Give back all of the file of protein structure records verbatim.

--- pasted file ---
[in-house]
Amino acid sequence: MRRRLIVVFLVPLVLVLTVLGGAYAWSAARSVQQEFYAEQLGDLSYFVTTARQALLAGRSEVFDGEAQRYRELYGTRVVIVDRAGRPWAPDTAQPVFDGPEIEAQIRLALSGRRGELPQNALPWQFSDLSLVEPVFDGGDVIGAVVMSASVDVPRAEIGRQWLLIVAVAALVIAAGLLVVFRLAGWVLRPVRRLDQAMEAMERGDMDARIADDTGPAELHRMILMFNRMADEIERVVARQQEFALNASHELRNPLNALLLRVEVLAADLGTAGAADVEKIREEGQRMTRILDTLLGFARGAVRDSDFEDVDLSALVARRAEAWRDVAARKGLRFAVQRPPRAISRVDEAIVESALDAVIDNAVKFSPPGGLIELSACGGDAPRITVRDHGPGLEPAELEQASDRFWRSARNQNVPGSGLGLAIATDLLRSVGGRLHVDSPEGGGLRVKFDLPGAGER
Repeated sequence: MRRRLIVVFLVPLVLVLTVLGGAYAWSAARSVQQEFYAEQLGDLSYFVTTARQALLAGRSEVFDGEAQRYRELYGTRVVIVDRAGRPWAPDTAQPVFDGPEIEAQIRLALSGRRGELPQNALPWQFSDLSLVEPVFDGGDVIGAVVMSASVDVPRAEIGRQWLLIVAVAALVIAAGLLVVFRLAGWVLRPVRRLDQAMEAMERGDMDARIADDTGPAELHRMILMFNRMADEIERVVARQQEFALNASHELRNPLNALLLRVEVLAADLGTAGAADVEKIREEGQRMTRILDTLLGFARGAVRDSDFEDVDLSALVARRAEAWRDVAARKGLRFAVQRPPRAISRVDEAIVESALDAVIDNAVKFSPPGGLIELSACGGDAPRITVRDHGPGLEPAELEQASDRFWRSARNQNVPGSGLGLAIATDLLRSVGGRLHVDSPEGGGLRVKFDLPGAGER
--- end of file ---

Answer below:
[in-house]
Amino acid sequence: MRRRLIVVFLVPLVLVLTVLGGAYAWSAARSVQQEFYAEQLGDLSYFVTTARQALLAGRSEVFDGEAQRYRELYGTRVVIVDRAGRPWAPDTAQPVFDGPEIEAQIRLALSGRRGELPQNALPWQFSDLSLVEPVFDGGDVIGAVVMSASVDVPRAEIGRQWLLIVAVAALVIAAGLLVVFRLAGWVLRPVRRLDQAMEAMERGDMDARIADDTGPAELHRMILMFNRMADEIERVVARQQEFALNASHELRNPLNALLLRVEVLAADLGTAGAADVEKIREEGQRMTRILDTLLGFARGAVRDSDFEDVDLSALVARRAEAWRDVAARKGLRFAVQRPPRAISRVDEAIVESALDAVIDNAVKFSPPGGLIELSACGGDAPRITVRDHGPGLEPAELEQASDRFWRSARNQNVPGSGLGLAIATDLLRSVGGRLHVDSPEGGGLRVKFDLPGAGER
Repeated sequence: MRRRLIVVFLVPLVLVLTVLGGAYAWSAARSVQQEFYAEQLGDLSYFVTTARQALLAGRSEVFDGEAQRYRELYGTRVVIVDRAGRPWAPDTAQPVFDGPEIEAQIRLALSGRRGELPQNALPWQFSDLSLVEPVFDGGDVIGAVVMSASVDVPRAEIGRQWLLIVAVAALVIAAGLLVVFRLAGWVLRPVRRLDQAMEAMERGDMDARIADDTGPAELHRMILMFNRMADEIERVVARQQEFALNASHELRNPLNALLLRVEVLAADLGTAGAADVEKIREEGQRMTRILDTLLGFARGAVRDSDFEDVDLSALVARRAEAWRDVAARKGLRFAVQRPPRAISRVDEAIVESALDAVIDNAVKFSPPGGLIELSACGGDAPRITVRDHGPGLEPAELEQASDRFWRSARNQNVPGSGLGLAIATDLLRSVGGRLHVDSPEGGGLRVKFDLPGAGER